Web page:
Among the factors that make Early American coins popular with
collectors and researchers is that they were struck with dies often
hand-engraved, often with charming results.
This individuality can be seen on this 1787 Connecticut copper with
a large head on the obverse, historically called the “Mutton Head”
variety. An example, graded Very Fine 25 by Numismatic Guaranty Corp.
sold for $1,057.50 at Heritage's May 16 auction of St. Louis
numismatist Eric P. Newman's collection. The auction continued on May
17 and more than $11 million in Early American coins changed hands at
The series has numerous odd designs that have been assigned
distinctive names by numismatists and that have been accepted into the
hobby over time, including the “African Head,” “Laughing Head” and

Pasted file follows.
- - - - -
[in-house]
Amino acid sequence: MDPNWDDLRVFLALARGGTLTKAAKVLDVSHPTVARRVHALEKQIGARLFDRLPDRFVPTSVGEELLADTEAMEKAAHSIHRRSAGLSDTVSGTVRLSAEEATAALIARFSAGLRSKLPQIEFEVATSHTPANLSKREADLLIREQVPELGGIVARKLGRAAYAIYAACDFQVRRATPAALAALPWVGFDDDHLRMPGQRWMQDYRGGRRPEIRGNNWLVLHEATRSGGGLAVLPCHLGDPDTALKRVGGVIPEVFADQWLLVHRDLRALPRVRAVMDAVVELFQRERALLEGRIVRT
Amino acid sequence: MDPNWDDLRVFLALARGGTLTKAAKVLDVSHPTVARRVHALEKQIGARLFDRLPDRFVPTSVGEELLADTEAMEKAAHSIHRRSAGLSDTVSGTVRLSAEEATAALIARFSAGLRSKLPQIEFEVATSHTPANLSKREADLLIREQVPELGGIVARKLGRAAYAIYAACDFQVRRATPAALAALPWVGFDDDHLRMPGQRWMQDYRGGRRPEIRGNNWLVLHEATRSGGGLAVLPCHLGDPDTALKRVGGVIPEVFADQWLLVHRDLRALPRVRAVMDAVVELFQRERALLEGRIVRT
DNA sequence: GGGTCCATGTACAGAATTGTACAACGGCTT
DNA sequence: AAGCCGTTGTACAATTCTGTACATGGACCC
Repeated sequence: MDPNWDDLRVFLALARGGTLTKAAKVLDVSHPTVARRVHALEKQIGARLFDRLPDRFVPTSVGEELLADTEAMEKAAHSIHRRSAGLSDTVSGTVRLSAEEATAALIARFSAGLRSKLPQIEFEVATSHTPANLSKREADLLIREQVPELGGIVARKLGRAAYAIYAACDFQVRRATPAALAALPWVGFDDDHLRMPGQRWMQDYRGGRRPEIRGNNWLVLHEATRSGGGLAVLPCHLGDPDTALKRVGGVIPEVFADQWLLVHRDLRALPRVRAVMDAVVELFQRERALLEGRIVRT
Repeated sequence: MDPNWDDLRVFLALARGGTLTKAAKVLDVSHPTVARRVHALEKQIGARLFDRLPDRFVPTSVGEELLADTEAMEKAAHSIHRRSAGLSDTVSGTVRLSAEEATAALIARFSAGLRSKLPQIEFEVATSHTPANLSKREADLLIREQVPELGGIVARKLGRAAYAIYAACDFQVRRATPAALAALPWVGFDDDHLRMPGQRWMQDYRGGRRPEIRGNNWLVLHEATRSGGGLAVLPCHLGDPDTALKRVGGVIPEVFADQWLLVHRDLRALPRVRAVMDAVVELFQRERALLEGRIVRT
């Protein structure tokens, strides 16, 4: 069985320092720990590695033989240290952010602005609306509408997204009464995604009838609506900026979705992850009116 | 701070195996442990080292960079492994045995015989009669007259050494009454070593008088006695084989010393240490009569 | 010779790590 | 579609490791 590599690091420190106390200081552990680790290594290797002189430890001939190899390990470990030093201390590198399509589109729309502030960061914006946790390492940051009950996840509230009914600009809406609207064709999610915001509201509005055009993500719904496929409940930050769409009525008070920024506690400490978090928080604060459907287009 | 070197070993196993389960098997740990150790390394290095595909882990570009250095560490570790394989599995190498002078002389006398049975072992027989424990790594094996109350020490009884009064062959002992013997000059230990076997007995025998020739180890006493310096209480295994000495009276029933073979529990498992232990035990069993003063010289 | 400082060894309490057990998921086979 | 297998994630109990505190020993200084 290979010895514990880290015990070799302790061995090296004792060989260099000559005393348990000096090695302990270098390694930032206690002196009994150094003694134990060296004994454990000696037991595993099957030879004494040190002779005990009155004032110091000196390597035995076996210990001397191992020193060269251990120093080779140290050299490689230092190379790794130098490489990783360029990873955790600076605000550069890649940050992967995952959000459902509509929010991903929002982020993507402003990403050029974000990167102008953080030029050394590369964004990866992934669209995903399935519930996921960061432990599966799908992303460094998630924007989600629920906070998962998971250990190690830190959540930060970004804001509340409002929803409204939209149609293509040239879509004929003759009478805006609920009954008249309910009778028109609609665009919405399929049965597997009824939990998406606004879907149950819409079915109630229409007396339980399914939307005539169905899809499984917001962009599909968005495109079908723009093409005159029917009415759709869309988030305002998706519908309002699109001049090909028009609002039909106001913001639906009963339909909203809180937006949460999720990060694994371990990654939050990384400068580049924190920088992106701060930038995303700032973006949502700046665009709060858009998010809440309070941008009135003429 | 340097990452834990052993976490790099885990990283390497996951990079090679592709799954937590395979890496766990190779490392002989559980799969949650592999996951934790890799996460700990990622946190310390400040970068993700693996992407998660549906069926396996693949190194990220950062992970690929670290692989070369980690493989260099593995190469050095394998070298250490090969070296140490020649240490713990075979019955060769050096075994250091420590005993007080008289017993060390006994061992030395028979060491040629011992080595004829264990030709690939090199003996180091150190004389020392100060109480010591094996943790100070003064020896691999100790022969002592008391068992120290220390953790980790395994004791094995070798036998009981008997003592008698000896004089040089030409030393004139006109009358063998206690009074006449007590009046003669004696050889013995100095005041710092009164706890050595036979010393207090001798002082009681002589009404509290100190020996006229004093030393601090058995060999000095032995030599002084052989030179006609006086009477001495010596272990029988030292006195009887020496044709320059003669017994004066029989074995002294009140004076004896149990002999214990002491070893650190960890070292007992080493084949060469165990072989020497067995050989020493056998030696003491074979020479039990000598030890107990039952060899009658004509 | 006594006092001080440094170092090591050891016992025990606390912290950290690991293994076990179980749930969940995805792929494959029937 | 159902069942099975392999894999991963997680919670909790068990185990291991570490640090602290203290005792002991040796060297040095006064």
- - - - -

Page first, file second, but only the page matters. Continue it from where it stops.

“Horned Bust,” among other clever names.
Heritage writes in its lot description: “The Muttonhead copper is
one of the most famous and popular varieties in the Connecticut
series, and it is also one of the most plentiful. The term Muttonhead
expresses a low opinion of a person’s intelligence.”
The firm described the surfaces as “attractive with a combination of
golden-tan, steel-brown, and mahogany patina,” adding, “A few ancient
scratches and microscopic granularity do little to diminish the eye appeal.”